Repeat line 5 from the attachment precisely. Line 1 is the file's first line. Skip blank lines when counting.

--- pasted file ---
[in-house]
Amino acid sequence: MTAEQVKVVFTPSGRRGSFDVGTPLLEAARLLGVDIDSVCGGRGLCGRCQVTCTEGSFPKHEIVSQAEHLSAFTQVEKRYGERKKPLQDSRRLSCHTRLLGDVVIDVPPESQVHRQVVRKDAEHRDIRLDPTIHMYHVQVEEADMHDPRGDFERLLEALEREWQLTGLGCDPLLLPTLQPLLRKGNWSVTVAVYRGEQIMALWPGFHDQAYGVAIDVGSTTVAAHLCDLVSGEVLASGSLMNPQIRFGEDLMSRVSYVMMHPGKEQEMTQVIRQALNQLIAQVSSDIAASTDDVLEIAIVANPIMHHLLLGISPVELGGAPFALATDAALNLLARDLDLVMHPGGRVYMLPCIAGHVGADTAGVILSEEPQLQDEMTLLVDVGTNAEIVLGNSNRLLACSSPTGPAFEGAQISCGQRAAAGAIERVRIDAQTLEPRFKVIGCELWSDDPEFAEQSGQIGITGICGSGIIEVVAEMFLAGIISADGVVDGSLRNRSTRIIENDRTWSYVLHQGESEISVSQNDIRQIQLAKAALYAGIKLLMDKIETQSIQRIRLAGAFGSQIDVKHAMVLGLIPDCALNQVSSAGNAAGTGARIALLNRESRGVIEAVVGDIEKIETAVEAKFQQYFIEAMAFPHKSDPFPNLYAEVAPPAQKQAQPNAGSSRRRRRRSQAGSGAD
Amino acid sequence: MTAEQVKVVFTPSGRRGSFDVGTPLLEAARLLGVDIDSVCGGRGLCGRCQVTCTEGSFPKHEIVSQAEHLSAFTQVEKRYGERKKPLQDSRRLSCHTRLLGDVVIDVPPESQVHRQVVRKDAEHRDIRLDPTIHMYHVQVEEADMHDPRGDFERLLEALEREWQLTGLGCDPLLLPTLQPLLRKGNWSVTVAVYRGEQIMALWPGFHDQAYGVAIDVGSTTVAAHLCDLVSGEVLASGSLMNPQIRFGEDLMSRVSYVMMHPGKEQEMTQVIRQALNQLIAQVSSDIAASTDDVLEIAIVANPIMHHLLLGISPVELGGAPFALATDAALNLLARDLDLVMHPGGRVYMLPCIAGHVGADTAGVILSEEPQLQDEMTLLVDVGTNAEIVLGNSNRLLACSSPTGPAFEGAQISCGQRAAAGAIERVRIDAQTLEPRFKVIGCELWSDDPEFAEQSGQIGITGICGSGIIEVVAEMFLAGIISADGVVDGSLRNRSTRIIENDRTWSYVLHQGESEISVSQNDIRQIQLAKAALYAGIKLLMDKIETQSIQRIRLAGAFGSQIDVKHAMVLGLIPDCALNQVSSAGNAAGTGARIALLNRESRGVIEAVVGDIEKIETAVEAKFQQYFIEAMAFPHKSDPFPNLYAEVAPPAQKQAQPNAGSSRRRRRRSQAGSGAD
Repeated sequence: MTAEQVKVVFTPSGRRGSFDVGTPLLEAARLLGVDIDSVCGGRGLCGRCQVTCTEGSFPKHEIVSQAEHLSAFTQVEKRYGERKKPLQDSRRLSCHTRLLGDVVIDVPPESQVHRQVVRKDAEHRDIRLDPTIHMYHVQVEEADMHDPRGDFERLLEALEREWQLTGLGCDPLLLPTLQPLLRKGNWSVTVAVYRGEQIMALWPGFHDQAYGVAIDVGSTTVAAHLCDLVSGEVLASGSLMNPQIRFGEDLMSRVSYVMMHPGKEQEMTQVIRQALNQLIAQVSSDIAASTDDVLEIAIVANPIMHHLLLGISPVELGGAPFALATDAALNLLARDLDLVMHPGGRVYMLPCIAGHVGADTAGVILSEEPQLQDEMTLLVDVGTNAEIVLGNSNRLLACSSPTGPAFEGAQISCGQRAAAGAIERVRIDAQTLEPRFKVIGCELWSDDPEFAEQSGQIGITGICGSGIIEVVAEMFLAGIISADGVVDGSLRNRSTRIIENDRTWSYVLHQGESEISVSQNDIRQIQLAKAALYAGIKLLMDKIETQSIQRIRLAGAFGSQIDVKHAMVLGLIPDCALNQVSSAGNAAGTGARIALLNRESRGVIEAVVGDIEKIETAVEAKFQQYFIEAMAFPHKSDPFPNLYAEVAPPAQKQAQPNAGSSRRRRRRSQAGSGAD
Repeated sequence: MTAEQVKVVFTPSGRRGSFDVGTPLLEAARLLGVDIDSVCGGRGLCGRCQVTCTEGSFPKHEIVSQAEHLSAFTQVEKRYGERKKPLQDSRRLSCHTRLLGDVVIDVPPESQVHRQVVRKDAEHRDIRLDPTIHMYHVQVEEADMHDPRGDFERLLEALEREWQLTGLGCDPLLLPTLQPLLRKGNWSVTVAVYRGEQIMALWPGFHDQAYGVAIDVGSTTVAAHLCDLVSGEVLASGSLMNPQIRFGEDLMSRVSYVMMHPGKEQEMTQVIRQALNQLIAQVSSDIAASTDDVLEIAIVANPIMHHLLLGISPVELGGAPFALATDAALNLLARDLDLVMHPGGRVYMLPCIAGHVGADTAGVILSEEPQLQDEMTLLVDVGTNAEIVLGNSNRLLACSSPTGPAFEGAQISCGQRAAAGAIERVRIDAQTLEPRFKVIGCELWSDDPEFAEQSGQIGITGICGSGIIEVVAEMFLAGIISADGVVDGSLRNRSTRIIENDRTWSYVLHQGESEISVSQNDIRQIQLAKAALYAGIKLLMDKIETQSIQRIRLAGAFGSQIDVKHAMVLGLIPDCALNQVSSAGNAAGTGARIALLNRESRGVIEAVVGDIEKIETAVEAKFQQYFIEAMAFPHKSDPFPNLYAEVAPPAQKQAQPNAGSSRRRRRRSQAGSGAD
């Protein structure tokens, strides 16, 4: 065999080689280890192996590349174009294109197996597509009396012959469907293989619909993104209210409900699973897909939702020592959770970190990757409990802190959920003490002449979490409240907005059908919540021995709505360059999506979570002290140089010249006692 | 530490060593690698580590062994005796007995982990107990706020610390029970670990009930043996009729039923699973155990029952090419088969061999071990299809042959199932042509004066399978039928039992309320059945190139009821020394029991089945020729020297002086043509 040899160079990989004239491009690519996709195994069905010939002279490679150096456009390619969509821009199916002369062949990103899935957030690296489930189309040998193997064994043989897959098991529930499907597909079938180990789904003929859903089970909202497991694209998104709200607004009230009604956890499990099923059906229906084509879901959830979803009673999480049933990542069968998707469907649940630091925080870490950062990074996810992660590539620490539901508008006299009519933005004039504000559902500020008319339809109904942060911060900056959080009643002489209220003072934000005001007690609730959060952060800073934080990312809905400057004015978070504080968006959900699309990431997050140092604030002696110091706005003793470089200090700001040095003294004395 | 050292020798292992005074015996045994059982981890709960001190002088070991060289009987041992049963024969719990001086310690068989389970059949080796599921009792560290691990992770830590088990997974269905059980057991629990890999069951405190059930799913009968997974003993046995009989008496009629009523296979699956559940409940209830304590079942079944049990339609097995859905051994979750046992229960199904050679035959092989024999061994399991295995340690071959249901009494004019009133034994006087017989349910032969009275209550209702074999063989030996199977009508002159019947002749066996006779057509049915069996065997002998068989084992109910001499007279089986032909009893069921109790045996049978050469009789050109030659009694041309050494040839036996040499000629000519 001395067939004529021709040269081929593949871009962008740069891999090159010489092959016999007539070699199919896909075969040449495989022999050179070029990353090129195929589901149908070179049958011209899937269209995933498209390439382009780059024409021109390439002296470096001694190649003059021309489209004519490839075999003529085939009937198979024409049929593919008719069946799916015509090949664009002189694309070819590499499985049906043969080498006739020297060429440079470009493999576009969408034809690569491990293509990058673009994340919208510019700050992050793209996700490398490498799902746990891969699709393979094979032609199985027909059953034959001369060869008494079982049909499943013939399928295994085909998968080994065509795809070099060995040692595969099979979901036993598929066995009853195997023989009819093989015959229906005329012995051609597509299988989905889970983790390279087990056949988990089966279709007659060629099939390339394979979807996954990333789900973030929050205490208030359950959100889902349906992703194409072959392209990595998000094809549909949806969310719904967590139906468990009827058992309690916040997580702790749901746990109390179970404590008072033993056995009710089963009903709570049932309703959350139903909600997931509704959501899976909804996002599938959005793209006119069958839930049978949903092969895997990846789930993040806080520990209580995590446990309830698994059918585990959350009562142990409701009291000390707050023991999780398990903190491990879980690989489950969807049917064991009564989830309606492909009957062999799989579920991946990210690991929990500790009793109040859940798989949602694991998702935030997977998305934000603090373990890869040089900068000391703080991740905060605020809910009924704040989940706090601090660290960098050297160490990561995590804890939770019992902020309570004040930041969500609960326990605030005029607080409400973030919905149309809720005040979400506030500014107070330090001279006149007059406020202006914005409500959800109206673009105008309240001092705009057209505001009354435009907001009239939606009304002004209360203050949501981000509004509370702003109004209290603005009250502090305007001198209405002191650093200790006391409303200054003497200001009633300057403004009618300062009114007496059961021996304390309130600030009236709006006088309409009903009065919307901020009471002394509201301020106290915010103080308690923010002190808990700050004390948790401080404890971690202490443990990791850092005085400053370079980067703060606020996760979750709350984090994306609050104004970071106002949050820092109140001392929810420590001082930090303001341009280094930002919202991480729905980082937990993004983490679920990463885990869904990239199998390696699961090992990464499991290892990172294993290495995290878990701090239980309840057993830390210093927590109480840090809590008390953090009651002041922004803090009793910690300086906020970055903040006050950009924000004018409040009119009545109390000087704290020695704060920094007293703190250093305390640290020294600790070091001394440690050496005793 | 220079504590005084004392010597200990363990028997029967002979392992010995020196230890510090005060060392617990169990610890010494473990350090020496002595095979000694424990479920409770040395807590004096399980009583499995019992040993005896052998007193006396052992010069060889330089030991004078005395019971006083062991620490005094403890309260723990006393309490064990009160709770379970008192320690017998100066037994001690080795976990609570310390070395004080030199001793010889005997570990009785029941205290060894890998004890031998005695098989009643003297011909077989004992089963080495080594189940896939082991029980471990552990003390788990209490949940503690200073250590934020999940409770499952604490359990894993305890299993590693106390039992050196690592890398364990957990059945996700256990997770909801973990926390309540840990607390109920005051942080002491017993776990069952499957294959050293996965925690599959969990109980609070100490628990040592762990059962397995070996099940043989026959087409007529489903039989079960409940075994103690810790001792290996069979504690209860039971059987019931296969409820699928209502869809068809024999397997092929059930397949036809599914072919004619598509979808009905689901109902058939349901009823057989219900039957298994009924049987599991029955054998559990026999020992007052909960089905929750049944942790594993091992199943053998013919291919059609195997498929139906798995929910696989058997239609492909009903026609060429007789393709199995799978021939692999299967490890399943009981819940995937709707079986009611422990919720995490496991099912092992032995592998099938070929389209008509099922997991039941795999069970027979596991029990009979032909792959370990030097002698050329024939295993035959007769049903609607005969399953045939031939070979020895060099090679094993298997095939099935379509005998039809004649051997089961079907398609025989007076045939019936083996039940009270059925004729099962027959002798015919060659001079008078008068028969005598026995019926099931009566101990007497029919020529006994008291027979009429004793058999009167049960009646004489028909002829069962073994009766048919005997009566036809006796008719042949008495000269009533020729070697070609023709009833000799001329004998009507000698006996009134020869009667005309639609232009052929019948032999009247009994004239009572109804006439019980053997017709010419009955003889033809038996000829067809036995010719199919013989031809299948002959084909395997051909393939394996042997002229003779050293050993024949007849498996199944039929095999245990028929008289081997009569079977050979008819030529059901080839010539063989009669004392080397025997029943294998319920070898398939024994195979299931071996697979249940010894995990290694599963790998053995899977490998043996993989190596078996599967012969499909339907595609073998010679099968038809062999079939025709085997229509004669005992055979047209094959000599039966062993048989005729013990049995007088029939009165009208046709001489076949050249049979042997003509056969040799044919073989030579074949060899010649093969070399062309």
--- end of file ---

Repeated sequence: MTAEQVKVVFTPSGRRGSFDVGTPLLEAARLLGVDIDSVCGGRGLCGRCQVTCTEGSFPKHEIVSQAEHLSAFTQVEKRYGERKKPLQDSRRLSCHTRLLGDVVIDVPPESQVHRQVVRKDAEHRDIRLDPTIHMYHVQVEEADMHDPRGDFERLLEALEREWQLTGLGCDPLLLPTLQPLLRKGNWSVTVAVYRGEQIMALWPGFHDQAYGVAIDVGSTTVAAHLCDLVSGEVLASGSLMNPQIRFGEDLMSRVSYVMMHPGKEQEMTQVIRQALNQLIAQVSSDIAASTDDVLEIAIVANPIMHHLLLGISPVELGGAPFALATDAALNLLARDLDLVMHPGGRVYMLPCIAGHVGADTAGVILSEEPQLQDEMTLLVDVGTNAEIVLGNSNRLLACSSPTGPAFEGAQISCGQRAAAGAIERVRIDAQTLEPRFKVIGCELWSDDPEFAEQSGQIGITGICGSGIIEVVAEMFLAGIISADGVVDGSLRNRSTRIIENDRTWSYVLHQGESEISVSQNDIRQIQLAKAALYAGIKLLMDKIETQSIQRIRLAGAFGSQIDVKHAMVLGLIPDCALNQVSSAGNAAGTGARIALLNRESRGVIEAVVGDIEKIETAVEAKFQQYFIEAMAFPHKSDPFPNLYAEVAPPAQKQAQPNAGSSRRRRRRSQAGSGAD